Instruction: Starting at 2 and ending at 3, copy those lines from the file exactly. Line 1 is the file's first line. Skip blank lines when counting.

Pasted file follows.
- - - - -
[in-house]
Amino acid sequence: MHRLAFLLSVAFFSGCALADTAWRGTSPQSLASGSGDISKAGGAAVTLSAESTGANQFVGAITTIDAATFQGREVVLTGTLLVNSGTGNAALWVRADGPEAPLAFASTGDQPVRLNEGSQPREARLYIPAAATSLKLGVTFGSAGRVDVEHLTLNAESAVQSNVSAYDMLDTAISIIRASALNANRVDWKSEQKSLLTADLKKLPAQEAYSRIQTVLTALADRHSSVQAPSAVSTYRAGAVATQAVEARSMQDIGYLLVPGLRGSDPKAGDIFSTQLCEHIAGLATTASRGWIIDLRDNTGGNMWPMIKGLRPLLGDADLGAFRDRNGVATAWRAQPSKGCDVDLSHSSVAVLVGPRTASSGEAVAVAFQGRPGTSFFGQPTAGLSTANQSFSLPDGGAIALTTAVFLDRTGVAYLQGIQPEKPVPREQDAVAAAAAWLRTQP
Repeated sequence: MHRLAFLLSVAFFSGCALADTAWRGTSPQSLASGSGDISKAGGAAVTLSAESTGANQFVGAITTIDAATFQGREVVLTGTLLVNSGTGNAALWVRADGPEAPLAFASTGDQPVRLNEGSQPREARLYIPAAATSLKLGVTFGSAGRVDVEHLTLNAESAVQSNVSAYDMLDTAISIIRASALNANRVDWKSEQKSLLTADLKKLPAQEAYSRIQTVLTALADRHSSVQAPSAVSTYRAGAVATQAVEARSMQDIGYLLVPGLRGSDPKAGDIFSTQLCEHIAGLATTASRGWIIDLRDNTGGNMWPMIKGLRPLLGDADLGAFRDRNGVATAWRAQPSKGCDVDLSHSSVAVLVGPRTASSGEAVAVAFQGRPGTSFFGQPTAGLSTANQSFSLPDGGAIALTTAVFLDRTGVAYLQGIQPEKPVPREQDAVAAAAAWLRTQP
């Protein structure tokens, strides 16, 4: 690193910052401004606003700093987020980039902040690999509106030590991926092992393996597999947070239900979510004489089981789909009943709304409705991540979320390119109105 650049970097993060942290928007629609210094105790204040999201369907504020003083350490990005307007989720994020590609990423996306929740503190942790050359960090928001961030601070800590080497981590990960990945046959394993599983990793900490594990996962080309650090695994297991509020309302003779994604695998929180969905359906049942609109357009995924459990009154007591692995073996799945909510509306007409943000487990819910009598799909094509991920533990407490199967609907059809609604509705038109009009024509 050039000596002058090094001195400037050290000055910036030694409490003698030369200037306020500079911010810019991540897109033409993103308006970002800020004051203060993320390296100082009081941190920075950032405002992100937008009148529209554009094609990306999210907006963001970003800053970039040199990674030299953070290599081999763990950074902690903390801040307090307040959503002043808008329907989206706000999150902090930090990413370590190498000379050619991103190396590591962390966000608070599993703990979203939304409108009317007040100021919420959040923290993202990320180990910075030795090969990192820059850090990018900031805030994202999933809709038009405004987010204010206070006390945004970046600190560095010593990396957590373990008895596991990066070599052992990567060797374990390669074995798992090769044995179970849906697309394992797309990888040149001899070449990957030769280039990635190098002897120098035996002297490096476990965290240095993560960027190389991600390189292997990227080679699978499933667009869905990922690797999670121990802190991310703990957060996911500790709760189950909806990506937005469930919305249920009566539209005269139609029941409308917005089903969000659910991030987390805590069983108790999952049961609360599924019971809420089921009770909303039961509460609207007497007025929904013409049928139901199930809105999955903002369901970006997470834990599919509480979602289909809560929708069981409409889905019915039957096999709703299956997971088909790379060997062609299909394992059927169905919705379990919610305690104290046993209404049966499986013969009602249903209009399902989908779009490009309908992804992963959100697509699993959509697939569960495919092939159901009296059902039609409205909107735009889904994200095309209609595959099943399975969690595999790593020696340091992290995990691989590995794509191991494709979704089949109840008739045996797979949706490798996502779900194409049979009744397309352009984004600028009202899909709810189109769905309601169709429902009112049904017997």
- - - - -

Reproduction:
Amino acid sequence: MHRLAFLLSVAFFSGCALADTAWRGTSPQSLASGSGDISKAGGAAVTLSAESTGANQFVGAITTIDAATFQGREVVLTGTLLVNSGTGNAALWVRADGPEAPLAFASTGDQPVRLNEGSQPREARLYIPAAATSLKLGVTFGSAGRVDVEHLTLNAESAVQSNVSAYDMLDTAISIIRASALNANRVDWKSEQKSLLTADLKKLPAQEAYSRIQTVLTALADRHSSVQAPSAVSTYRAGAVATQAVEARSMQDIGYLLVPGLRGSDPKAGDIFSTQLCEHIAGLATTASRGWIIDLRDNTGGNMWPMIKGLRPLLGDADLGAFRDRNGVATAWRAQPSKGCDVDLSHSSVAVLVGPRTASSGEAVAVAFQGRPGTSFFGQPTAGLSTANQSFSLPDGGAIALTTAVFLDRTGVAYLQGIQPEKPVPREQDAVAAAAAWLRTQP
Repeated sequence: MHRLAFLLSVAFFSGCALADTAWRGTSPQSLASGSGDISKAGGAAVTLSAESTGANQFVGAITTIDAATFQGREVVLTGTLLVNSGTGNAALWVRADGPEAPLAFASTGDQPVRLNEGSQPREARLYIPAAATSLKLGVTFGSAGRVDVEHLTLNAESAVQSNVSAYDMLDTAISIIRASALNANRVDWKSEQKSLLTADLKKLPAQEAYSRIQTVLTALADRHSSVQAPSAVSTYRAGAVATQAVEARSMQDIGYLLVPGLRGSDPKAGDIFSTQLCEHIAGLATTASRGWIIDLRDNTGGNMWPMIKGLRPLLGDADLGAFRDRNGVATAWRAQPSKGCDVDLSHSSVAVLVGPRTASSGEAVAVAFQGRPGTSFFGQPTAGLSTANQSFSLPDGGAIALTTAVFLDRTGVAYLQGIQPEKPVPREQDAVAAAAAWLRTQP